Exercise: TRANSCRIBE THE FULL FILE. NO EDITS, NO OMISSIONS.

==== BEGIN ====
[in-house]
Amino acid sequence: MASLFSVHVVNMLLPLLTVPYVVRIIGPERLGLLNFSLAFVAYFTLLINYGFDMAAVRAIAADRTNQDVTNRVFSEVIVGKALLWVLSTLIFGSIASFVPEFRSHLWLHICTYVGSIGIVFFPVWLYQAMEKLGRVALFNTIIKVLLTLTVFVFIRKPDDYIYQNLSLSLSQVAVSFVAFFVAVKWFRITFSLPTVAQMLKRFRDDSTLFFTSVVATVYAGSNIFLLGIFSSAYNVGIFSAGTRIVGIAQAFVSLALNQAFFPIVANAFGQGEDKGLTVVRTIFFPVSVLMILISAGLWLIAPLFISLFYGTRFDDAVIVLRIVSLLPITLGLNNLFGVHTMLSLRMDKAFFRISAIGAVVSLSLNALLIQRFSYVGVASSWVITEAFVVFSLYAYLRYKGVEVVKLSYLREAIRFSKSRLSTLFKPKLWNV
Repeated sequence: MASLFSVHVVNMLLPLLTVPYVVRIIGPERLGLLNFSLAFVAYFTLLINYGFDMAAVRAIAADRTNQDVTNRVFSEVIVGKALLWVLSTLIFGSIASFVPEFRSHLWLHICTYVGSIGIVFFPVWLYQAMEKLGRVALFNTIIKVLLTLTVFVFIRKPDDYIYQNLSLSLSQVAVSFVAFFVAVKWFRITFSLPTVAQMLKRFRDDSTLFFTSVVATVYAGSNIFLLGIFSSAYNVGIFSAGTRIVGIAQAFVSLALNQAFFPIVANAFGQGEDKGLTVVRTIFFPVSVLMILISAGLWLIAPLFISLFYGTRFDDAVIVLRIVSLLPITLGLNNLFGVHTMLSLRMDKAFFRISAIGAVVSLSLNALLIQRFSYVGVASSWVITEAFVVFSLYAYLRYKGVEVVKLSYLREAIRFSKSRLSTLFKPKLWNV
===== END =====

[in-house]
Amino acid sequence: MASLFSVHVVNMLLPLLTVPYVVRIIGPERLGLLNFSLAFVAYFTLLINYGFDMAAVRAIAADRTNQDVTNRVFSEVIVGKALLWVLSTLIFGSIASFVPEFRSHLWLHICTYVGSIGIVFFPVWLYQAMEKLGRVALFNTIIKVLLTLTVFVFIRKPDDYIYQNLSLSLSQVAVSFVAFFVAVKWFRITFSLPTVAQMLKRFRDDSTLFFTSVVATVYAGSNIFLLGIFSSAYNVGIFSAGTRIVGIAQAFVSLALNQAFFPIVANAFGQGEDKGLTVVRTIFFPVSVLMILISAGLWLIAPLFISLFYGTRFDDAVIVLRIVSLLPITLGLNNLFGVHTMLSLRMDKAFFRISAIGAVVSLSLNALLIQRFSYVGVASSWVITEAFVVFSLYAYLRYKGVEVVKLSYLREAIRFSKSRLSTLFKPKLWNV
Repeated sequence: MASLFSVHVVNMLLPLLTVPYVVRIIGPERLGLLNFSLAFVAYFTLLINYGFDMAAVRAIAADRTNQDVTNRVFSEVIVGKALLWVLSTLIFGSIASFVPEFRSHLWLHICTYVGSIGIVFFPVWLYQAMEKLGRVALFNTIIKVLLTLTVFVFIRKPDDYIYQNLSLSLSQVAVSFVAFFVAVKWFRITFSLPTVAQMLKRFRDDSTLFFTSVVATVYAGSNIFLLGIFSSAYNVGIFSAGTRIVGIAQAFVSLALNQAFFPIVANAFGQGEDKGLTVVRTIFFPVSVLMILISAGLWLIAPLFISLFYGTRFDDAVIVLRIVSLLPITLGLNNLFGVHTMLSLRMDKAFFRISAIGAVVSLSLNALLIQRFSYVGVASSWVITEAFVVFSLYAYLRYKGVEVVKLSYLREAIRFSKSRLSTLFKPKLWNV